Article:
Clay Daniel

"It has taught me how to translate what this data says into real-world speech that anyone can understand"

Business Analytics & Statistics - Student

Recognizing his fascination with logistics and operations, Clay Daniel decided to attend the Haslam College of Business as an undergraduate in supply chain management. Halfway through the program, he added analytics and graduated with a double major.

As an undergraduate, Daniel interned for Disney, Boeing and Delta Air Lines and gained a broader perspective on his career plans. “My internships were primarily in supply chain, and I realized I loved the supply chain side of analytics, not just the predictive modeling,” he says. “How can we get something done, and what can numbers tell us about it?”

When Daniel returned to Haslam to begin the MSBA program, he met a new set of academic challenges. “When I describe the program to people, I say we don’t become an expert in any one thing, but pretty good at lots of things,” he says. “We cover traditional statistics, optimization and efficiency, data mining and more. Of those, my favorite is optimization because there’s a very clear problem to solve.”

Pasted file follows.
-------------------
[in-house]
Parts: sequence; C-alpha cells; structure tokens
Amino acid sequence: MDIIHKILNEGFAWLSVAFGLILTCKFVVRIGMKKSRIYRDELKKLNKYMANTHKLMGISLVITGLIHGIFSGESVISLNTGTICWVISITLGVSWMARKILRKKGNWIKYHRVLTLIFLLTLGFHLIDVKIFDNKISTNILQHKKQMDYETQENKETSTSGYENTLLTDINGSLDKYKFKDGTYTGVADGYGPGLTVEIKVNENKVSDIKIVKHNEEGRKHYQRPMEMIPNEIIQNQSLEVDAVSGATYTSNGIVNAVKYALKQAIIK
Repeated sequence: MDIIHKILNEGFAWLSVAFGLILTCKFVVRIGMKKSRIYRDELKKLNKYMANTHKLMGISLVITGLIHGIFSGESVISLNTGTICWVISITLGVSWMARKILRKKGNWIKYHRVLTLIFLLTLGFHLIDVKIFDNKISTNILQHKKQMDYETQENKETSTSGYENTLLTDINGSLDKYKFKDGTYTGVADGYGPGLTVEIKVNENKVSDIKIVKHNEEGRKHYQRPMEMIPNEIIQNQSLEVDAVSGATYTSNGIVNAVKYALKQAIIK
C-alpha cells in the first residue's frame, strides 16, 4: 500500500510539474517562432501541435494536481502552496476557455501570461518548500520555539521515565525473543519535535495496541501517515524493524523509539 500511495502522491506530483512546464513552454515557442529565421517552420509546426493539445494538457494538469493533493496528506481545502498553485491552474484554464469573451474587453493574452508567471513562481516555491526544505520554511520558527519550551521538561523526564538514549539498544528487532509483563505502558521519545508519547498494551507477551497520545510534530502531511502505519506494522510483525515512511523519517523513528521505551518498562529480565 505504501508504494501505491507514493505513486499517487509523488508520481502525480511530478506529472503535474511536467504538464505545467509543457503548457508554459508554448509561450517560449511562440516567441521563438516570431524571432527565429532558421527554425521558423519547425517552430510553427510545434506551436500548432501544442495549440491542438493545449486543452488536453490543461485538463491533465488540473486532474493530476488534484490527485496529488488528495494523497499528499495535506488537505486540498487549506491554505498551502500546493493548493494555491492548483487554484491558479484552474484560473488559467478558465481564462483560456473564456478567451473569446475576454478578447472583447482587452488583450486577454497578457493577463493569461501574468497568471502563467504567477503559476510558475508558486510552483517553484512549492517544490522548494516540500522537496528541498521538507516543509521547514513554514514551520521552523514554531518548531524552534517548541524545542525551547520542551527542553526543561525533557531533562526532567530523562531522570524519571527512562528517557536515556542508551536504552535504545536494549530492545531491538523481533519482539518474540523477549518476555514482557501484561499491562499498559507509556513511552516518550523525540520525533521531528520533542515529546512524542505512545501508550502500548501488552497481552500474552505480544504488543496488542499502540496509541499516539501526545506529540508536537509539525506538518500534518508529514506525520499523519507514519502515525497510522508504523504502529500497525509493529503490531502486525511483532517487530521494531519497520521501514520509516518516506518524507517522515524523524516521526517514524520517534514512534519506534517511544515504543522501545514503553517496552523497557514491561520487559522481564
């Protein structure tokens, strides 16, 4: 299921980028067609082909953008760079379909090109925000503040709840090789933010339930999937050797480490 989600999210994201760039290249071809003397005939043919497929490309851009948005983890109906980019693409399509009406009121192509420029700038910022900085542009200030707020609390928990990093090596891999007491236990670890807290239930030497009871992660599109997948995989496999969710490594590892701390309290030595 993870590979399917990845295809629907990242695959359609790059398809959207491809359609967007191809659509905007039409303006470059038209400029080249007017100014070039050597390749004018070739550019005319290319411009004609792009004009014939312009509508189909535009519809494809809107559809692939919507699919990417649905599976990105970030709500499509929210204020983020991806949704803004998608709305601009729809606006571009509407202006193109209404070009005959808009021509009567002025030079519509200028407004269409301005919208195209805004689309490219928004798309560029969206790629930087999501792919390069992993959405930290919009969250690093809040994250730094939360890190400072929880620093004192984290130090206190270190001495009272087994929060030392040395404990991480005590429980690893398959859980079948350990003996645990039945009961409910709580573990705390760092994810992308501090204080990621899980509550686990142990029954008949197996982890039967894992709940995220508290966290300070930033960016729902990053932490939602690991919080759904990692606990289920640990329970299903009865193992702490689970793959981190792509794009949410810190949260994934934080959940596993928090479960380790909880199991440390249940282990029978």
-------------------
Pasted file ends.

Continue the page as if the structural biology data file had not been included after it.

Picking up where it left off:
Daniel also appreciates the soft skills he’s gained through the program. “It has taught me how to translate what this data says into real-world speech that anyone can understand,” he says. “Maybe that means we can’t convey every detail about the data, but how do we communicate our findings verbally, textually and visually?”

This summer, Daniel will intern with Disney’s technology team in Orlando, Florida. “This group is responsible for all technology at Disney parks around the world, including staffing systems, electricity and other infrastructure any major organization has,” he says. “We’re going to be doing analysis on how can we predict whether future technology is successful within the parks.”

Daniel says he’s not sure where his analytics career will take him after graduation, but he wants people to be central to his role. “For me, analytics is not the end-all,” he says. “It’s about people—what does this data tell us about our customer, our passenger or about what the operations of the company is doing? How can we use these numbers in ways that impact people in positive ways? Those are the kinds of questions I want to answer.”